Rating: 4 out of 5.

Netflix’s new music dramedy, Metal Lords, feels like a modern answer to Jack Black’s School of Rock. Centering around a Battle of the Bands, the film from director Peter Sollett is a wondrous coming-of-age delight that revels in the bold excess of the heavy metal genre. With young and extremely talented Jaeden Martell (Stephen King’s It, Knives Out, The Lodge) and exciting newcomer Adrian Greensmith as the two besties at the center of the action, one will easily fall in love. Metal Lords makes sure the music sequences are worthy of such a potent title, and does so with an assured hand.

Kevin (Martell) has been playing in the marching band for two years now, but his best friend since third grade, Hunter (Greensmith), is convinced Kevin is destined for greatness. Hunter is in desperate need of a drummer for new band Skullfucker, which is described as “post-death doom metal.” Kevin makes for a surprising talent, despite being less than confident about his skills. Devoting themselves to metal may be the road to success and glory that both young teens desperately seek. With the school’s Battle of the Bands contest in full swing, Kevin and Hunter hunt for a bass player to flesh out their metal-duo into a full-blown musical group. 

Kevin is dead-set on cello player and potential love interest Emily (Isis Hainsworth) being a wonderful addition to their group. However, Hunter has a strict rule about “no Yokos,” and is under the belief that to have a cello player in the band instead of a bass player “is gay.” The kids at school are particularly cruel and bullying of Hunter, fueling his turmoil and obsession with making Skullfucker thrive. Kevin begins gaining recognition for his excellent drumming skills, invited by a rival pop cover band to perform at a wedding. The closer the Battle of the Bands gets, the greater the tension grows between Kevin and Hunter. Can they win it all, or will the pressures of competing cause their relationship to shatter?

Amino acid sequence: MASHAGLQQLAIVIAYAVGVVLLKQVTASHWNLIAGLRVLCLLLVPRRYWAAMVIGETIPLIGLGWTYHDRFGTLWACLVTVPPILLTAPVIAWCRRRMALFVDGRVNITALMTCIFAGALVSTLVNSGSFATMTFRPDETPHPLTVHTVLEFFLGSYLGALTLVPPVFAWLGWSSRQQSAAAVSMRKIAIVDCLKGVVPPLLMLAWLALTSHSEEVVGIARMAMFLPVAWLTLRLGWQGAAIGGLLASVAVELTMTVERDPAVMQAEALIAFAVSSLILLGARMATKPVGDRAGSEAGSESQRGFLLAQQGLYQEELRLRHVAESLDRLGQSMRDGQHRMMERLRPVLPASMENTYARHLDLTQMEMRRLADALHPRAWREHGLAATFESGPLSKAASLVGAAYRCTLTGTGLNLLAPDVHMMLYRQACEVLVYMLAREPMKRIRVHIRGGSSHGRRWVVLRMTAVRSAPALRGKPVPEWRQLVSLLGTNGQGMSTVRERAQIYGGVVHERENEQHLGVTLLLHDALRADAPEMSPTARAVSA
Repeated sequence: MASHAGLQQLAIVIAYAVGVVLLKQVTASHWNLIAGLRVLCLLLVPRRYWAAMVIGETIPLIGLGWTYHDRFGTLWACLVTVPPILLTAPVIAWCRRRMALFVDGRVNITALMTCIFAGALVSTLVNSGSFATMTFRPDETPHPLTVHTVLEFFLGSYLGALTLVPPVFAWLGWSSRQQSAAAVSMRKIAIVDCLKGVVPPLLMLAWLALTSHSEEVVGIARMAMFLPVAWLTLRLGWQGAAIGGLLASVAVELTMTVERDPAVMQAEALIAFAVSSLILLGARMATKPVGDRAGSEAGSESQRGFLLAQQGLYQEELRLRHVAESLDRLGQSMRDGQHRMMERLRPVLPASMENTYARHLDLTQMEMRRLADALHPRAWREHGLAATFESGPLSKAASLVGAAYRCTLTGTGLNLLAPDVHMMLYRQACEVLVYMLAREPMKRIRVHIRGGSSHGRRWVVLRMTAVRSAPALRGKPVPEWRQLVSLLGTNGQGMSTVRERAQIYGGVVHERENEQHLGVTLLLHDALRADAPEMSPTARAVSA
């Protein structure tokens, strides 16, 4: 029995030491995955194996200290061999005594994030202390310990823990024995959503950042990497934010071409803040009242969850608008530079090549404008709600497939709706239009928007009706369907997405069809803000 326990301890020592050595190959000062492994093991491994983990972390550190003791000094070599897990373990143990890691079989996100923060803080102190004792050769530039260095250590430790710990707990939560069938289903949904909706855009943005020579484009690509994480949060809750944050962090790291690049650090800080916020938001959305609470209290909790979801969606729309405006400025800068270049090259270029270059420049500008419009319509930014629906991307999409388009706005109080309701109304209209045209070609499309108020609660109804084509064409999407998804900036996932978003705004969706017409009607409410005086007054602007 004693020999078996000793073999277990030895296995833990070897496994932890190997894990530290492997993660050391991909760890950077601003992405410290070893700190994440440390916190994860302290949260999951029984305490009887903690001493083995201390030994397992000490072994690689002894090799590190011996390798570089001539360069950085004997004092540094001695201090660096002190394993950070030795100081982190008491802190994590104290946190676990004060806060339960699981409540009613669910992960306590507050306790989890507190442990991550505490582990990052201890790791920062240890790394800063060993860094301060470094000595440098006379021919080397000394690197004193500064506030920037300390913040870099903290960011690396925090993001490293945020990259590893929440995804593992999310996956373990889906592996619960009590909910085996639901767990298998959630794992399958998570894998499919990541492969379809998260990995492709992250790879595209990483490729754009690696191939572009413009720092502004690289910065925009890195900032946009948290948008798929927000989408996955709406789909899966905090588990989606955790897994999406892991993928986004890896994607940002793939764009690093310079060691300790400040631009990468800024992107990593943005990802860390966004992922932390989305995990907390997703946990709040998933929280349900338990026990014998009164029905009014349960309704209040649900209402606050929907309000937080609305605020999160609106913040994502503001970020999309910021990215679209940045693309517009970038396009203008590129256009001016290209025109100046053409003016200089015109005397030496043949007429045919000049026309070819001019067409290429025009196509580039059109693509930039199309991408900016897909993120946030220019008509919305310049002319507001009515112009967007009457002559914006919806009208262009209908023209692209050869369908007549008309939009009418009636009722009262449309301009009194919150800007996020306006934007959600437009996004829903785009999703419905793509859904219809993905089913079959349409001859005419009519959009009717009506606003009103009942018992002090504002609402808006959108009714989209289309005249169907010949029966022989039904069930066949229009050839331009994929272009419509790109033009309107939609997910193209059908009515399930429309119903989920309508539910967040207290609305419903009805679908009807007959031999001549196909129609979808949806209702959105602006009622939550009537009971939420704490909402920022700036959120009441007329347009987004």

Narratively speaking, Metal Lords is relatively straightforward with little in the way of surprises, and yet it totally won me over. Several cameos will surprise and thrill fans of the genre. The film’s biggest selling point is the friendship at its core. What does it mean to be “metal?” Metal Lords has a thesis, as told by the back and forth between the central duo. Martell and Greensmith have undeniable chemistry with one another, and an electricity to their performances. Whilst Kevin is the lead, Hunter has arguably richer complexity. His father wants to send him to a wellness center and be rid of him, and the constant presence of bullies puts him on edge. One of the best scenes involving a car pursuit with Kevin and Hunter ends in a hilarious narrow escape to avoid the bullies. The bonds of best friends run deep, and Kevin and Hunter are the beating heart of Metal Lords.

Rippling with rousing musicality, the movie culminates in the absolutely epic Battle of the Bands. Taking a page from the Disney Channel Original Movies and Nickelodeon films of yesteryear, Metal Lords makes sure this final set piece leaves the audience on a high that carries into the end credits. I’m not even into heavy metal music enough to have it on a regular rotation, and yet “Machinery of Torment” was nearly enough to make me suit up, and join a mosh pit. Nick and Norah’s Infinite Playlist director Peter Sollett and Game of Thrones showrunner David Benioff know exactly how to channel the right type of vibe for an R-rated heavy metal dramedy. Come for the friendship, stay for the contagious energy of live music.

Metal Lords brings a vibrant new music duo to audiences everywhere when it debuts exclusively to Netflix on Friday, April 8th. 

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